Chinese at Bard

Chinese at Bard

The Chinese Program at Bard College is housed within the Asian Studies Program and the Foreign Languages Cultures and Literature Program. It aims to give students, both majors and non-majors, a solid training in spoken and written Chinese language, and an introduction to critical approaches to a broad range of Chinese culture, including classical and modern literature, Chinese history, philosophy, visual arts, film, and popular culture.

Chinese/ Asian Studies

The Chinese Program at Bard College is housed within the Asian Studies Program and the Foreign Languages Cultures and Literature Program. It aims to give students, both majors and non-majors, a solid training in spoken and written Chinese language, and an introduction to critical approaches to a broad range of Chinese culture, including classical and modern literature, Chinese history, philosophy, visual arts, film, and popular culture. By the time they enter their senior year, the students who have completed the set series of courses are expected to be able to communicate with native speakers, to read and write Chinese with relative ease, and to incorporate material in Chinese language into their senior projects.

The linguistic training begins with Chinese 101, an introductory course that focuses on the fundamentals of modern Chinese, followed by Chinese 106, an intensive course that accelerates the development of proficiency in listening, speaking, reading, and writing Chinese. The eight-week Summer Intensive Program in Qingdao, China that takes place at the completion of Chinese 106 provides students with opportunities both inside and outside the classroom to experience China through intensive language study, well-developed courses on Chinese culture, tours and sightseeing trips, and participation in the daily lives of the local residents. Having completed the Summer Intensive Program, the students enroll in Chinese 301 and 302, a one-year advanced study, to further consolidate basic skills. The upper-level courses (303 and above) are designed to expose students to authentic and original texts, to enhance their ability to comprehend and discuss serious topics in Chinese critically and analytically.

In addition to courses offered by the Chinese Program, a wide variety of China-related courses are offered in History, Art History, Religion, Film Studies, Economics, Political Studies, International Studies, and other programs. Students should seek help from their department advisers in developing a well-integrated academic program built around their interests and drawing upon this rich variety of resources.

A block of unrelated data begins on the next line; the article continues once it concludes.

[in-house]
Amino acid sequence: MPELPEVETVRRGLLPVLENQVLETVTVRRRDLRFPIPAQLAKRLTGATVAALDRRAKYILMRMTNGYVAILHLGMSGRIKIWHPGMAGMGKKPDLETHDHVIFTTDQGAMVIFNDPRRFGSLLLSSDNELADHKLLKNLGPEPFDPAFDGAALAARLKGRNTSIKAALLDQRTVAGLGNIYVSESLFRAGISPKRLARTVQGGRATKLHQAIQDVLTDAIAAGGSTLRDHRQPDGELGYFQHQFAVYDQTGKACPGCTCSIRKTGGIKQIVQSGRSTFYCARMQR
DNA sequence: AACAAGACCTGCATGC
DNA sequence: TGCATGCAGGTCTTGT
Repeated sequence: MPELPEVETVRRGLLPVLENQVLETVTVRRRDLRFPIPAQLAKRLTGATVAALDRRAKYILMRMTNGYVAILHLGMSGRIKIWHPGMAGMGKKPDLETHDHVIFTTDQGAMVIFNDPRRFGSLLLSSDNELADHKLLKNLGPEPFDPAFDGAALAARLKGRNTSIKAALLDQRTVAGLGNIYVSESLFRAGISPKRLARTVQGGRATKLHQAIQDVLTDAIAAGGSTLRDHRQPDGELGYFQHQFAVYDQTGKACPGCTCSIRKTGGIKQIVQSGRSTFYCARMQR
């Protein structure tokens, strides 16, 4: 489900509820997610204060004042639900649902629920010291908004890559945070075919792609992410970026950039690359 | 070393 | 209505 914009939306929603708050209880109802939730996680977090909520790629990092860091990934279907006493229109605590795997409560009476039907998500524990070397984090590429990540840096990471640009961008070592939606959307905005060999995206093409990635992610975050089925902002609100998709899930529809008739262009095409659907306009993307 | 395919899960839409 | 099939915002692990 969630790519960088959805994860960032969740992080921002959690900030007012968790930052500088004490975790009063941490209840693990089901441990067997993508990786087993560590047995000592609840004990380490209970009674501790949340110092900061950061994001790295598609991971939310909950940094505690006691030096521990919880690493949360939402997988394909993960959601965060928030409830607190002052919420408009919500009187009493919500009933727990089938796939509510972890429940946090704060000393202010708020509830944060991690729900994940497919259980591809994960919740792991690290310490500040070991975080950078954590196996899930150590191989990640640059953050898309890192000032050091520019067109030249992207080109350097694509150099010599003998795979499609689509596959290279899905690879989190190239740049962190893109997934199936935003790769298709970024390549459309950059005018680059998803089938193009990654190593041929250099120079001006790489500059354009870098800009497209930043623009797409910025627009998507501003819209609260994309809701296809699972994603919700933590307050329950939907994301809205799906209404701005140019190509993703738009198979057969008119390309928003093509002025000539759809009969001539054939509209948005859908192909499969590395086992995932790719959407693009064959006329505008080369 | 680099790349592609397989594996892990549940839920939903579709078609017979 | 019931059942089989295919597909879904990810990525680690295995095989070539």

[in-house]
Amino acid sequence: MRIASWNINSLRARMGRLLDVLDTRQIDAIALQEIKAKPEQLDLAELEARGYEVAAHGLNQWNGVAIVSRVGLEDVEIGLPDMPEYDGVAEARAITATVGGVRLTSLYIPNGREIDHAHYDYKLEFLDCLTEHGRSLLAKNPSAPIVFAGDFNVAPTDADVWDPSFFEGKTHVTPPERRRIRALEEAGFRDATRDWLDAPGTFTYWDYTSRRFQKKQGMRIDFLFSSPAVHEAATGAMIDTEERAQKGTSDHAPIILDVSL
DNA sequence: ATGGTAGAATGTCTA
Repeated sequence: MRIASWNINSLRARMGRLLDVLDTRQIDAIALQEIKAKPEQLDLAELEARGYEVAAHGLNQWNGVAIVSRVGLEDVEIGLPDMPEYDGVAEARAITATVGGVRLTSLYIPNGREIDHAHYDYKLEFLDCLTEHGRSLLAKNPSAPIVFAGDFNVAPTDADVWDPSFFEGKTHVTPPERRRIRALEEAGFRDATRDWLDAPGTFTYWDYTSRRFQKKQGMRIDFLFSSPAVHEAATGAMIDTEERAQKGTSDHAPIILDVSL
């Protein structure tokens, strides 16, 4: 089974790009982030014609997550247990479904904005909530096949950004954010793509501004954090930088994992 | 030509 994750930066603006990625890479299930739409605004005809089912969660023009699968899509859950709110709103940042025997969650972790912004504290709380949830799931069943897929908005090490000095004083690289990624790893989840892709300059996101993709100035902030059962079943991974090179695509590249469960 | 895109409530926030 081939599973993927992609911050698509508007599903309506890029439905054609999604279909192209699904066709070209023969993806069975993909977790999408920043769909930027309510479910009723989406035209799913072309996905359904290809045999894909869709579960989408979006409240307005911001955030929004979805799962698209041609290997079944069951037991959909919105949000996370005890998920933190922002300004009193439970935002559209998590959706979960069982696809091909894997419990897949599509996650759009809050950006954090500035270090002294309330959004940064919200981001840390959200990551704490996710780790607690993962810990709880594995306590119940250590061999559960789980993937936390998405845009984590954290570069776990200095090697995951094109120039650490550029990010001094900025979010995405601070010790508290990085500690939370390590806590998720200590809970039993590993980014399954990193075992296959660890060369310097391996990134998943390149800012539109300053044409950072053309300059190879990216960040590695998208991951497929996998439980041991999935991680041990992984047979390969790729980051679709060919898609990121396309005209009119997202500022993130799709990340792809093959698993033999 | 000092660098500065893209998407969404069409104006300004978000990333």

Faculty

Wah Guan Lim
Li-hua Ying (On sabbatical Spring 2016)
Faculty contact and profile information may be found here.

Sample Courses

Current Course List (click here)
Beginning Chinese
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Intermediate Chinese I-II
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Advanced Chinese I-II
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Intensive Chinese
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Asian Humanities Seminar
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Theater and Performance in the Chines-Speaking World
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Echoes of the Past: Chinese Cinema and Traditional Chinese Literature
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The Chinese Novel
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Modern Chinese Fiction
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Chinese Fantastic Tales
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Lu Xun and the Modern Chinese Short Story
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Contemporary Chinese Pop Culture
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Classical Chinese
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Chinese Calligraphy
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China in Film and Literature I, II
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Additional Studies

Asian Studies Program

Asian Studies Website

The Asian Studies Program offers courses in anthropology, art history, classical studies, economics, film, gender studies, historical studies, human rights, literature, music, philosophy, political studies, religion, and theater. In consultation with a member of the program faculty, students select a regional and disciplinary focus in order to create a coherent program of study. Although the program focuses on China, Japan, and South Asia, students can investigate bordering regions such as Central Asia, Southeast Asia, the Himalayas, Korean peninsula, and Pacific Islands. Intellectual emphasis is placed on comparative perspectives, both within Asia and with other regions.
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Requirements

Before Moderation, usually by the end of the second year at Bard, students whose concentration is Chinese Language and Literature will have taken at least 1 year of Chinese (12 credits) and at least 2 courses (8 credits) in Chinese literature and culture. To graduate, students need 44 credits consisting of the following:
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